The Purloined Letter

I saw “Murder on the Orient Express” recently.

This 2017 mystery/drama/comedy, adapted from Agatha Christie’s book of the same title, has been produced many times. So many that Christie’s world-renowned detective, Hercule Poirot, has been played by 21 actors, some of whom you might recognize over the decades: Charles Laughton, Orson Welles, Jose Ferrer, Tony Randall, Albert Finney, Peter Ustinov, Ian Holm, John Moffatt, Alfred Molina, and this year, Kenneth Branaugh.

The film is in the fourth adaptation of her novel, and the story line reveals that this acclaimed detective seeks to solve a murder on the famous European train in the 1930s. Poirot is a Belgian former police officer, now a private investigator. Christie’s inspiration of his creation was the stories by Sir Arthur Conan Doyle. In “An Autobiography,” Christie states, “I was still writing in the Sherlock Holmes tradition – eccentric detective, stooge assistant, with an Inspector-Lestrade-type Scotland Yard detective…” For his part, Conan Doyle acknowledged basing his detective stories on the model of Edgar Allan Poe‘s sleuth.


Poe’s “The Purloined Letter” is an American short story and the third of his three detective stories featuring the fictional C. Auguste Dupin. These stories of 1844 are considered to be important early forerunners of the modern detective story. Do you like mysteries? I do, and my mother needed a private-eye to figure out a letter she received from my father during WWII. Let’s see if you can solve her dilemma.

Here are the facts:

1. Woman – my mother – is in her small town working as a teacher. Her husband – my father – is in the Navy on a destroyer outside of Italy during World War II.

2. Only form of communication between them is letter writing.

3. Mail is not fast communication.

4. They write letters religiously back and forth.

5. My father could not relay information in his letters about his naval activities or his locations because of the tempestuous war situation.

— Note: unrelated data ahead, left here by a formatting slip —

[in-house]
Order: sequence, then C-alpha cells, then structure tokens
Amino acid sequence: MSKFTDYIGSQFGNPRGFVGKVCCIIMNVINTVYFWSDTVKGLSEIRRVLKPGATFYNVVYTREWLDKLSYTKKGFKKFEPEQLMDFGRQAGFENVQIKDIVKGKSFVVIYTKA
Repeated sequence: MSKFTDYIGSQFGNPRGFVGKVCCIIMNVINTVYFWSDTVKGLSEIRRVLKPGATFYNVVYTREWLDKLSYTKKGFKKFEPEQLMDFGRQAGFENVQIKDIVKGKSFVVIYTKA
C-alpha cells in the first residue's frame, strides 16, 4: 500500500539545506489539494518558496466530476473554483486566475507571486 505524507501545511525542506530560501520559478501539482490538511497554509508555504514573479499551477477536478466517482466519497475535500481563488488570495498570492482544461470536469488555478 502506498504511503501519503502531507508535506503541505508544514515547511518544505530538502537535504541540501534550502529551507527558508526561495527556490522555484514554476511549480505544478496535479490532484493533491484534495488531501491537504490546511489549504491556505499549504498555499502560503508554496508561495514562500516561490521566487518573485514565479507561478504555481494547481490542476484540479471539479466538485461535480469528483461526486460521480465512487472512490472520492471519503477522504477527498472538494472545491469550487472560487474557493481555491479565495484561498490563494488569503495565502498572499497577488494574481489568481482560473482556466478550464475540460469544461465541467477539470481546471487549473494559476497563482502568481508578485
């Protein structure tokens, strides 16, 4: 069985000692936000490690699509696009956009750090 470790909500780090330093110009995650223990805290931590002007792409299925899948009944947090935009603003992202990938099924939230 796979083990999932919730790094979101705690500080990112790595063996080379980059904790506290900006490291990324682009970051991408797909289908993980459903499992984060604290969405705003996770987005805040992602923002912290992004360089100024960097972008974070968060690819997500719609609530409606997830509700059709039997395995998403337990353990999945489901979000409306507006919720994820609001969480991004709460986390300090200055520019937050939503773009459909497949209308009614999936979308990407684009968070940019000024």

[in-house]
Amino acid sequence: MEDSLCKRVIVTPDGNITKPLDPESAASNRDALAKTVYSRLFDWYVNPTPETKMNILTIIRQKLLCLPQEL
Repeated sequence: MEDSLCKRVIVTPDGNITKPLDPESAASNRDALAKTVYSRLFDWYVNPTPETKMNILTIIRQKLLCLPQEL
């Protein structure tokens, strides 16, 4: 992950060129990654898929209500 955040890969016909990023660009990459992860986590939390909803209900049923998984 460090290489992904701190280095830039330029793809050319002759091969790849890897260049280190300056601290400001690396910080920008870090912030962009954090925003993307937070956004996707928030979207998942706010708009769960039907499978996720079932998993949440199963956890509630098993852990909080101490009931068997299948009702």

6. The war office read the outgoing letters being sent back home to the United States to make sure the correspondence mailed from the young servicemen did not carry any information in them which could be intercepted and used against our country in the war if intercepted by the enemy.

7. There was a saying at that time, “Loose lips sink ships.”

8. Mother received a letter from Father that started in the normal way, “Dearest Darling,”

9. The entire body/middle part of the letter was totally cut out.

10. The letter was signed, “Your Loving Husband”.

11. In other words, Mother received a mailed document with an empty-rectangle-shaped cut-out in the middle.

12. Mother asked herself, “What did he say? Did he write secrets that should not have been revealed? Will he get into trouble if so?”

13. My worried Mother wrote back to my Father to determine what happened.


14. Weeks passed.

15. The next letter that she received relinquished the secret of the letter’s missing body content.

What do you think happened?

Read below for answer, written backwards. You must decipher it, because, after all, it is a mystery.

In Mother’s own words:

“siH rewsna tuoba eht suoiverp tuo-tuc rettel saw taht eh dewo em a rettel, saw oot derit ot etirw, dna detnaw tsuj ot tel em wonk eh saw evila.”

Good luck!

P.S. This is a true story. My Daddy – that prankster!



I’ll get it started for you: “His answer about the previous cut-out…”